Fenwick: I can provide another example. Over the last few years, there has been a significant amount of tax reform in North Carolina, and we worked very closely with our government affairs group that handles North Carolina. We got on weekly calls during the legislative sessions. Our goal was to make sure that the government affairs folks who are walking the halls in the state capitol understood how potential tax reform could impact us, and knew the specific issues that would impact us negatively or other taxpayers as well. We would develop talking points and educate our government affairs folks so that they could know how to react as questions came up. I think most companies would say that the tax reform efforts in North Carolina have been largely successful, both from a company standpoint or an industry standpoint as well as from a government standpoint, in that North Carolina has seen significant increases in their revenues over the last few years following reform. So, that is an example of where we worked together with our government affairs folks on specific legislation that was passed.

Berenholz: Another example [is] the efforts we’ve done to mitigate “pyramiding of tax,” so the incidence of tax should only be on the ultimate consumer. We’ve worked with outside third-party economists to do studies to support how tax on business inputs is detrimental to investment. That’s an example of another way that we’ve worked with outside groups and the government affairs team to effect good tax policy.

Separate Functions?

Levin-Epstein: Is it the same person who looks at both the laws and policy, or are those separate functions within the state tax function?

Bierbaum: It’s a little combination of both. By being in tax, my team will review the legislation and how it impacts us. They will reach out to others in the tax department who are in either operations or compliance or an audit function within the tax organization to get their input on how the bill would impact us, whether or not there is some provision to the bill that would make it more difficult for them to comply with the law. They would help us understand the actual fiscal impact of the legislation on our company or our customers, so we have to work very closely with others in the tax department to make sure that we are developing the right policy position on the legislation or regulations for our company. In addition to knowing the law and the impact on the company, it really helps for the people in my group to understand where the business is going, how our company works, how our products and services work. Because whenever you are trying to find a solution for an issue, especially in an industry—in any sector of the economy—where things are changing, it is important to know how your product and services are changing, what your tax appetite is to use credits or incentives in a state, so you can fully develop a position that is best for the company and the organization.

“This year’s going to be particularly active with federal tax reform. Every state has to figure out how they conform or not to the new federal law.”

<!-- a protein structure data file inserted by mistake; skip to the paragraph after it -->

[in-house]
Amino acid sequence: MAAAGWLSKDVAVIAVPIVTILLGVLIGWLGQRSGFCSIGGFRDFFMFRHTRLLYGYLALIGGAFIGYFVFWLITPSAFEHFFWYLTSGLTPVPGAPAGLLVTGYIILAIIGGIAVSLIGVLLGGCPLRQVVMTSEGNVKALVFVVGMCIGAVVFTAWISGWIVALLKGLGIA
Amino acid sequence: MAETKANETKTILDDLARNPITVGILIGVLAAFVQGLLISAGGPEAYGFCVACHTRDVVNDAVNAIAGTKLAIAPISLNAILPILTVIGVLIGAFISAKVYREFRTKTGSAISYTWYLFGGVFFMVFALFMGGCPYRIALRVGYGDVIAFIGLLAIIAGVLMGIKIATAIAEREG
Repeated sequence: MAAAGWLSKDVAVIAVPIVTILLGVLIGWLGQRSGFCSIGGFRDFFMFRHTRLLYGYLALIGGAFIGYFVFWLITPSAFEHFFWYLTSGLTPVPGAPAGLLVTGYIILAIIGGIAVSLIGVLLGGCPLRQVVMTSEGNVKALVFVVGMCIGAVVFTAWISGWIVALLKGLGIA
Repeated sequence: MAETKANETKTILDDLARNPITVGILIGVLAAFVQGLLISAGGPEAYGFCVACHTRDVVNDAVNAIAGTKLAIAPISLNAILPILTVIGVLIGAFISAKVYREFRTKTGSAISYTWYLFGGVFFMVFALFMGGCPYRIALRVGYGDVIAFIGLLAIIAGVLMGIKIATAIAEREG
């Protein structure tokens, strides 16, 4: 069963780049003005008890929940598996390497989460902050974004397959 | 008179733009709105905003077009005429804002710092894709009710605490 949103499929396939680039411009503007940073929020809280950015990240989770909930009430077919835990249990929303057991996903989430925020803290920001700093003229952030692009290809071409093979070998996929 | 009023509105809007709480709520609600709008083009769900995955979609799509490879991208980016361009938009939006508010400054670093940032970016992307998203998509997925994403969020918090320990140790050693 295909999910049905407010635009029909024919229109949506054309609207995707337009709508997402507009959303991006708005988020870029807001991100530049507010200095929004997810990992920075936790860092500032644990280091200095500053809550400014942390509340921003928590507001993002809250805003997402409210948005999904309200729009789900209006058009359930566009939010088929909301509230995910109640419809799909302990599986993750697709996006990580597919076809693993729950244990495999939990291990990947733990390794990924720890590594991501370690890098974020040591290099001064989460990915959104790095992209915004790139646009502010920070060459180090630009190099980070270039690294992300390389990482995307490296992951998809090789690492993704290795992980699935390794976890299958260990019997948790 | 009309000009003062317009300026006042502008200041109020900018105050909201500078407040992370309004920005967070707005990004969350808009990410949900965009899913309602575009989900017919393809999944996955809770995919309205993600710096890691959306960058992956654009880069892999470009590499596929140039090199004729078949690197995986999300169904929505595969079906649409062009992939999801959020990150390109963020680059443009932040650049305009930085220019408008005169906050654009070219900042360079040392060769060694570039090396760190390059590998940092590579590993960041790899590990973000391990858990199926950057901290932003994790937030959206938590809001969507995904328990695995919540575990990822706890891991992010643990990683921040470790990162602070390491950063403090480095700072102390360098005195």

— Ellen Berenholz

Fenwick: I would just build off of that to say that in addition to understanding your company and the products and services that you provide, it’s also helpful in the tax policy area to have at least a general working knowledge of multiple types of taxes. A lot of times, especially in the state tax area, people tend to specialize in either income tax, sales and use tax, or property tax, but to be successful in tax policy, you need to be conversant and have at least a general working knowledge of all of those taxes and also have the ability to do a deep dive on any of them when a particular issue arises. But I would definitely echo what Deborah said about working closely with those specialists that are entrenched in any of those tax functional areas on a day-to-day basis and utilizing their knowledge as issues arise.

Berenholz: I would echo what you said, Jamie, because I’m Exhibit A of that. I’ve been at Comcast twenty-six years, but I’ve only done tax policy since 2011. I worked part-time when my daughters were growing up, and every time I missed a department lunch or meeting because it wasn’t my day to work, I got assigned a new function. So, I’ve done state and local tax compliance, I’ve done property tax, I’ve done tax controversy. Having deep knowledge in all of those areas has actually been very beneficial in structuring advocacy that crosses different tax subspecialties.

Bierbaum: I think that broad understanding is key, because a lot of times, when you get a budget bill from a state, it could impact every tax. If you don’t know the interactions between the various taxes you could be missing something when you review the legislation. So, Jamie’s point that it’s good to know all of the taxes is very key to be[ing] successful in a tax policy function.

Active States

Levin-Epstein: Are there some states that are particularly active in the tax area?

Fenwick: The large states are almost always active, like New York and California, Illinois, and other states as well. North Carolina’s a good example of one that’s done sweeping, comprehensive tax reform over the last few years. But really, any state that you operate in can be active from a tax policy standpoint. It definitely ebbs and flows based on the election cycles.